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Separate and Unequaled: Black Baseball in the District of Columbia

Separate and Unequaled: Black Baseball in the District of Columbia

May 18, 2008 – October 5, 2008

As the United States struggled to recover from the Civil War, baseball became the country's favorite sport to play and to watch. Largely integrated, it was a unifying force in a nation grappling with a divided racial history. Yet, in the nation’s capital, baseball teams remained segregated until 1944. The District’s Griffith Stadium was one of only two segregated major league ballparks in the country and did not integrate until 1965. African American baseball teams were unable to own ballparks and played wherever they could, often requesting the use of white-owned fields, including Griffith Stadium. Due to consistent winning scores and exciting games, African American teams soon became the fan favorites of Washington baseball lovers, selling out stadiums wherever they played.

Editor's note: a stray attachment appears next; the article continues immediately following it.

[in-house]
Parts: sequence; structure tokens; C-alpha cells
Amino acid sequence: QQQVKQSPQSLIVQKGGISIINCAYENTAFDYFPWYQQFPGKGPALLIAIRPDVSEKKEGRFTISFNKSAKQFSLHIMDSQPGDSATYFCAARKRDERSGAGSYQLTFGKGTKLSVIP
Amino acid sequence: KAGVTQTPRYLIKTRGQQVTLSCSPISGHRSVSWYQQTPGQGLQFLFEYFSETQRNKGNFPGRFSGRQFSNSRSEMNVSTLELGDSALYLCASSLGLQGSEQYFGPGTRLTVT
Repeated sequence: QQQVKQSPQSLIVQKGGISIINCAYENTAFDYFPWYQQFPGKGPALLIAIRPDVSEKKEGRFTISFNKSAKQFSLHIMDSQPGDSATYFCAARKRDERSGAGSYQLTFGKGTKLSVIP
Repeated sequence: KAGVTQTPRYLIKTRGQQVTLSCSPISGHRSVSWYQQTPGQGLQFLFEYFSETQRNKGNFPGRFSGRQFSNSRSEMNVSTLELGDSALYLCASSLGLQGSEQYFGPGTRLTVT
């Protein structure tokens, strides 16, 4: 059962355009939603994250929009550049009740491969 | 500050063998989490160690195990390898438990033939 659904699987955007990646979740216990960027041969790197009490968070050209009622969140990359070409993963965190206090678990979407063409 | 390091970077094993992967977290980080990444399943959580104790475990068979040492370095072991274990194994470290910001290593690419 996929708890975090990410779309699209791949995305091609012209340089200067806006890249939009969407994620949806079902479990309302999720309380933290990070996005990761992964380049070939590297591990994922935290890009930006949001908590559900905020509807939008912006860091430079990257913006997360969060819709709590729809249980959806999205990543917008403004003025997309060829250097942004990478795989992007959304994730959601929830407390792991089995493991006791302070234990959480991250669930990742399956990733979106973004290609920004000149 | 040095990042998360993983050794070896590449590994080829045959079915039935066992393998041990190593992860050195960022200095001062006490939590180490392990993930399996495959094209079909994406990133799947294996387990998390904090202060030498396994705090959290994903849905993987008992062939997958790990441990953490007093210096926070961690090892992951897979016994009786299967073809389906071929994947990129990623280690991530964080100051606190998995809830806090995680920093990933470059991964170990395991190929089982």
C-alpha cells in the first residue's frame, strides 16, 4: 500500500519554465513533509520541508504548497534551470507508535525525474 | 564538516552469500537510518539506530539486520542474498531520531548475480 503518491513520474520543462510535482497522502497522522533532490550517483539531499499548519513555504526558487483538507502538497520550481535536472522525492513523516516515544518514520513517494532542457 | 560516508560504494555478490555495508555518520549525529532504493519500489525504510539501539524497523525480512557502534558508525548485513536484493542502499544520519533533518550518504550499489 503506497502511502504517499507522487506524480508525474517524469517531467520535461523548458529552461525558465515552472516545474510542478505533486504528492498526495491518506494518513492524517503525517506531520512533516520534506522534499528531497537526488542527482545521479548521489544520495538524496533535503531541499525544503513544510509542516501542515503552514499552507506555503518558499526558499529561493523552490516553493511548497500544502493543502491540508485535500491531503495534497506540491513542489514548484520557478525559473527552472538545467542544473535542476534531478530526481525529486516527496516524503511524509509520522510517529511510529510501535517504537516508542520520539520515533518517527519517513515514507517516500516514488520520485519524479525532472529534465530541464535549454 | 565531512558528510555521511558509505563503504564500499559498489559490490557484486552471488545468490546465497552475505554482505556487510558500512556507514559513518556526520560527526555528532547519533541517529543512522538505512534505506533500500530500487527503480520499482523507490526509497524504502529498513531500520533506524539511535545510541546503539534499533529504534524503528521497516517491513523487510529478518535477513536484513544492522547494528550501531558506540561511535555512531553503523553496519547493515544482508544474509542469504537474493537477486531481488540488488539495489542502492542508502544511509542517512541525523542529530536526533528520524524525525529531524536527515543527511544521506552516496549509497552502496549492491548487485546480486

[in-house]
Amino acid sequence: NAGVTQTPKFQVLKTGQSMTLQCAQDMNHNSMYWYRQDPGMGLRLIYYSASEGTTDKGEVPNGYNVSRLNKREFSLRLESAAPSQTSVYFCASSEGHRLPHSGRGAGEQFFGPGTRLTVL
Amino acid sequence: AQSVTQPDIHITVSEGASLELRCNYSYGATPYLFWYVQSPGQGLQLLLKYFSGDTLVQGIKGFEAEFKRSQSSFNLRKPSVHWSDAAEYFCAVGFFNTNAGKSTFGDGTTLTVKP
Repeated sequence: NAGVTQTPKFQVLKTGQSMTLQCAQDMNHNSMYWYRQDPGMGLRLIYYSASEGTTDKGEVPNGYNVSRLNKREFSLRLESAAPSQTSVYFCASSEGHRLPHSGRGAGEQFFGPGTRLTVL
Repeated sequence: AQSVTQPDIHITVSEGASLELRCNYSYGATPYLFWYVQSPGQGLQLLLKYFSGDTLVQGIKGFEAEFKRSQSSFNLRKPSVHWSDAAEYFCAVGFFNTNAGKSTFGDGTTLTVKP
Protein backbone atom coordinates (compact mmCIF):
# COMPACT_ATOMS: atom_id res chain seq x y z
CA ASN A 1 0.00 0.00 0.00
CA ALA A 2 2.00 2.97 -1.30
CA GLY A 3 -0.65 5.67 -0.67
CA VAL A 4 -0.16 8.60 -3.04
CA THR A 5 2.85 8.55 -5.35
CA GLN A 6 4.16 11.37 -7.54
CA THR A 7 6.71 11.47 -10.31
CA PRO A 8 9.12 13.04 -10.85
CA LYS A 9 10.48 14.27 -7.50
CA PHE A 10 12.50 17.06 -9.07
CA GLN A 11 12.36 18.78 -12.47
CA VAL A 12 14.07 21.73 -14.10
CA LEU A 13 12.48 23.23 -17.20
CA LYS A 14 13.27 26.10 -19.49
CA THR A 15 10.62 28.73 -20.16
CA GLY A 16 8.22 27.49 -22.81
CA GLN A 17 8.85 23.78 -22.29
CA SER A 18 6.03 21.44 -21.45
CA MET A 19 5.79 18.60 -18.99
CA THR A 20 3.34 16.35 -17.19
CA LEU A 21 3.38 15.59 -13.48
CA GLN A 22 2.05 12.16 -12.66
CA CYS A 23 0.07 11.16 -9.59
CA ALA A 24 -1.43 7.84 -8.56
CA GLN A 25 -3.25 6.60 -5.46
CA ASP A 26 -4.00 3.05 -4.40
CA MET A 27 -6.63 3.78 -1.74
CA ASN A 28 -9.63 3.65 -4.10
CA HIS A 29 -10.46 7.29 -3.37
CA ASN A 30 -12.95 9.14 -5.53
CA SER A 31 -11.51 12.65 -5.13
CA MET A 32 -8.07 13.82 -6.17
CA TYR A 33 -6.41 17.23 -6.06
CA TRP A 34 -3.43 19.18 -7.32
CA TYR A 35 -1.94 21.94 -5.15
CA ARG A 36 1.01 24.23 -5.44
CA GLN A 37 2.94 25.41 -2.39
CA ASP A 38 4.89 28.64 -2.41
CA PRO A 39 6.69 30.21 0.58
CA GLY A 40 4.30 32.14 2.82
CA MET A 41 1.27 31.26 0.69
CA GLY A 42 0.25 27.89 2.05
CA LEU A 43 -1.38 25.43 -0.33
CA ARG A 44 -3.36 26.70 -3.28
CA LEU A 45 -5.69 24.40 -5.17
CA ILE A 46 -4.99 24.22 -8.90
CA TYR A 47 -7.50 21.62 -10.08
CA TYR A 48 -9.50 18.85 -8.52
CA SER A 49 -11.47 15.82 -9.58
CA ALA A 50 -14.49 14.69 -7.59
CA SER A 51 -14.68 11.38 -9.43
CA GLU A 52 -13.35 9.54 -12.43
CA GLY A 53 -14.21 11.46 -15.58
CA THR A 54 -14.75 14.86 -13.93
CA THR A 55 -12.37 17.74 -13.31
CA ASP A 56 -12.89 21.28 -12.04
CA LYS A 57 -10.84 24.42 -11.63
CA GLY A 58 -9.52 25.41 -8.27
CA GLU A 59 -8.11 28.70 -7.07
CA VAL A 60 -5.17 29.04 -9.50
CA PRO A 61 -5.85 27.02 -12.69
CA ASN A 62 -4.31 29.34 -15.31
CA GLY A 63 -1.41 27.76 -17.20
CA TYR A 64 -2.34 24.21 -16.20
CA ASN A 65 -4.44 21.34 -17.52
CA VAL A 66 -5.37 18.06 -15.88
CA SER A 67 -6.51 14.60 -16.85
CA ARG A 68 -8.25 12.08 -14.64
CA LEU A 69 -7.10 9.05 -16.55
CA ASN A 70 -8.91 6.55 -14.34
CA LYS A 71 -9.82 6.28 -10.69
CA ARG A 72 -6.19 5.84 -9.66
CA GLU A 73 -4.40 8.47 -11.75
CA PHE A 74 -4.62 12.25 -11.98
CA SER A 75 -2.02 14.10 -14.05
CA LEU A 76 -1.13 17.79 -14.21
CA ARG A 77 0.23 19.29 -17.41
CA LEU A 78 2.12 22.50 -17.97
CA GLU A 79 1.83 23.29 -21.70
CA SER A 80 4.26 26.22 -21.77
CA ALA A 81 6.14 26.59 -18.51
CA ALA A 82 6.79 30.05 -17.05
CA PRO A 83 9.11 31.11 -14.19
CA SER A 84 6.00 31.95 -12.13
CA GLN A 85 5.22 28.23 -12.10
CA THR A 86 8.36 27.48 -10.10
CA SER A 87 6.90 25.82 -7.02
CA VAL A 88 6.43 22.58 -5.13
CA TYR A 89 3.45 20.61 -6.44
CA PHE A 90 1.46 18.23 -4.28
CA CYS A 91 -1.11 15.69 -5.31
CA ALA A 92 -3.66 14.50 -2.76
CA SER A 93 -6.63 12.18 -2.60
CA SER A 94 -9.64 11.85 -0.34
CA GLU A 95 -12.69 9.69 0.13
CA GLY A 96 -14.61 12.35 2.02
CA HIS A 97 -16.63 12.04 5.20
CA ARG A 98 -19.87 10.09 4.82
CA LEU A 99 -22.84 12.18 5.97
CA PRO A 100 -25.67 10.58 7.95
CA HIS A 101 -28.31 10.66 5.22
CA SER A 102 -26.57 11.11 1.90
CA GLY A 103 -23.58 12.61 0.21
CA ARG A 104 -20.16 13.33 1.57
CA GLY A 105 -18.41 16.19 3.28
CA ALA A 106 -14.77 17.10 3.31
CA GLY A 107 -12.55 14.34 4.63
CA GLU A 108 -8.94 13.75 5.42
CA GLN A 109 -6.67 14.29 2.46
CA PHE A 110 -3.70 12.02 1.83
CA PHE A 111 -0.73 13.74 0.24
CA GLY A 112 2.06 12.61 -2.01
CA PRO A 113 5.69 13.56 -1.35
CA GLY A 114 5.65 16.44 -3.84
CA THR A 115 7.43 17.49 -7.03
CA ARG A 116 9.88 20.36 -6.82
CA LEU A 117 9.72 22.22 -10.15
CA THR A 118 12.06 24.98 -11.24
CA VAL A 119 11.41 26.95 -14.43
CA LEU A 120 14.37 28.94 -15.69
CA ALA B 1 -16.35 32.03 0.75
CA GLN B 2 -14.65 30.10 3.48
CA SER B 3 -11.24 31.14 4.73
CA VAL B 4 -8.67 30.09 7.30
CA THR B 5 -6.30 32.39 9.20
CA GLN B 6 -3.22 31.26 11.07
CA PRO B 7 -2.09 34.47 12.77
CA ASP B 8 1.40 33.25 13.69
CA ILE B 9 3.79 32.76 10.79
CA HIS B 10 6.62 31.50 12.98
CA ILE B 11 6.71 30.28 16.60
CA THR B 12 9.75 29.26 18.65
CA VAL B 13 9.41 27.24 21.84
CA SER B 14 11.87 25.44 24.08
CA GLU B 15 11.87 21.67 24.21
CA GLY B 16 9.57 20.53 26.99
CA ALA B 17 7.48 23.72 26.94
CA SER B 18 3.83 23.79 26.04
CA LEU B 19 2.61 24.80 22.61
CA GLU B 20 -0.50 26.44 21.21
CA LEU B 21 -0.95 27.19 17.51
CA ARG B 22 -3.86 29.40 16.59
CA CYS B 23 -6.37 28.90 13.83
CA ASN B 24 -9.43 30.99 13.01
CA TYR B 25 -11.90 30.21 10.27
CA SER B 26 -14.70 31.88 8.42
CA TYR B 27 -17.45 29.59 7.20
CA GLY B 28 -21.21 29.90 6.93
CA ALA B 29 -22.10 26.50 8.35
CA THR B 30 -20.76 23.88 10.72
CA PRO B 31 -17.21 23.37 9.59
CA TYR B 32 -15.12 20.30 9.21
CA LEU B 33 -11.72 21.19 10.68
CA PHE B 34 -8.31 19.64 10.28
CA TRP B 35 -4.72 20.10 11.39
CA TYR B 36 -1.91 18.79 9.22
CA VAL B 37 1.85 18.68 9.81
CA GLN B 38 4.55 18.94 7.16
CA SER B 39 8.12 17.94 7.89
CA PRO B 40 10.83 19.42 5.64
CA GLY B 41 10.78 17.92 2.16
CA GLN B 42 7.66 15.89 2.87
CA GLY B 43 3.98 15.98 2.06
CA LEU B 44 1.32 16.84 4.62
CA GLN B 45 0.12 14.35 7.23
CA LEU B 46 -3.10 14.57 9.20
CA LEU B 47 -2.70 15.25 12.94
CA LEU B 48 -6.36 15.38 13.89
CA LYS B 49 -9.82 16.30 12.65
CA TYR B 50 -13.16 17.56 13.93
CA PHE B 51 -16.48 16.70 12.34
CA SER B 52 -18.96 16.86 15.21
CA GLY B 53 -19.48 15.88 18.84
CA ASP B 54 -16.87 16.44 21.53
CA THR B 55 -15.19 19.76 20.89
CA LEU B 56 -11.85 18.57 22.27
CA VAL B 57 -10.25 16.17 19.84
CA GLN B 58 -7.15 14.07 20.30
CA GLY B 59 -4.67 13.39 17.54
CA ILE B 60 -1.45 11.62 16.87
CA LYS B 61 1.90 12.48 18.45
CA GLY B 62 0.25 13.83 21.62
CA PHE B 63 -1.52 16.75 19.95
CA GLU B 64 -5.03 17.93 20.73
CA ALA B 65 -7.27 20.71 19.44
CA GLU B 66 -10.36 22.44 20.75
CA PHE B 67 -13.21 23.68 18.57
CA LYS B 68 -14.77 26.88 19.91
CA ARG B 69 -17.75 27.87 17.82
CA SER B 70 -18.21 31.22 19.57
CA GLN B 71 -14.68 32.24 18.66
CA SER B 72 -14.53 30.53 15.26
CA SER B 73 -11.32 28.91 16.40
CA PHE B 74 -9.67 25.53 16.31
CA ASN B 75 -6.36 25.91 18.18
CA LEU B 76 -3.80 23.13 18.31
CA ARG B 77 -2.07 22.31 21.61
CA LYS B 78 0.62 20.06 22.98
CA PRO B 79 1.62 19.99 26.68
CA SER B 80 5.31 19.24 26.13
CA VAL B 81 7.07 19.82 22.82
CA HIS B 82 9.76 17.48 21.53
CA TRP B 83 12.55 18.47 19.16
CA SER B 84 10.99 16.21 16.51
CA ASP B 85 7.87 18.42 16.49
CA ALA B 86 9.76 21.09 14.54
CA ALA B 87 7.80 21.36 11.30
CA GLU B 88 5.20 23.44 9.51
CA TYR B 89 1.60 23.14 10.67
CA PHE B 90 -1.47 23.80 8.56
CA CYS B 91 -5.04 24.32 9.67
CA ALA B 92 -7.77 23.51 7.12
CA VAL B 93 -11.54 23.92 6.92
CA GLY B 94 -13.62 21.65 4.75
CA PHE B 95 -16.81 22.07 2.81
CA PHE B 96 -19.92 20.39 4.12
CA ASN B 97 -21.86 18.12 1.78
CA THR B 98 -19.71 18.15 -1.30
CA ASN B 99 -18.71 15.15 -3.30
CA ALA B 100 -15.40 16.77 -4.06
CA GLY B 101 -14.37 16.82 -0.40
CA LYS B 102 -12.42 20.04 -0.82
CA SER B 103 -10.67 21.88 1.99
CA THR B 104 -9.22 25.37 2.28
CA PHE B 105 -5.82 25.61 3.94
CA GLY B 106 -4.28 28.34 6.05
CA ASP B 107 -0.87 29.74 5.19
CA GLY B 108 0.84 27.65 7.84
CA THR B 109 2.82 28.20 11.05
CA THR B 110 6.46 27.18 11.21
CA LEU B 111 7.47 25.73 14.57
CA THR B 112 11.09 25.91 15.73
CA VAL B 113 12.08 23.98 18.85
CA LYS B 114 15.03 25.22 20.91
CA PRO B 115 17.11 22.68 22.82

The exhibit features star players such as Josh Gibson and “Buck” Leonard of the Negro Leagues’ most celebrated team, the Homestead Grays of Washington, DC. Formed in 1910, the Homestead Grays originally brought together a group of black steelworkers to play baseball in Homestead, Pennsylvania. The club began splitting its games between Pittsburgh and Washington, DC in 1937 and formally moved to the District in 1940. The strong community following for African American players and teams gave rise to amateur, collegiate, and semi-pro black baseball teams and leagues. The exhibition also highlights the critical role played by African American sportswriters like Samuel Harold “Sam” Lacy in promoting the team and Negro League games to their readers. These journalists contributed to the success of the Homestead Grays, especially Lacy, whose vigorous prose captured the game and challenged racism. Lacy broke barriers himself, becoming the first black member of the Baseball Writers Association of America. He also mentored young, black sports journalists, such as Washingtonian Arthur Mantel “Art” Carter.

The Anacostia Community Museum hosted a condensed version of the exhibit from 2008 to 2015. In July 2018, the remounted exhibit, along with three new murals, traveled to Nationals Stadium to mark Major League Baseball’s All-Star Game.

1944 Homestead Grays. Left to right: Jelly Jackson, Ray Battle, Edward Robinson, Sam Bankhead, Josh Gibson, Buck Leonard, Dave Hoskins, Jerry Benjamin, and James “Cool Papa” Bell. Art Carter Papers. Courtesy of the Moorland-Spingarn Research Center, Howard University, Washington, DC.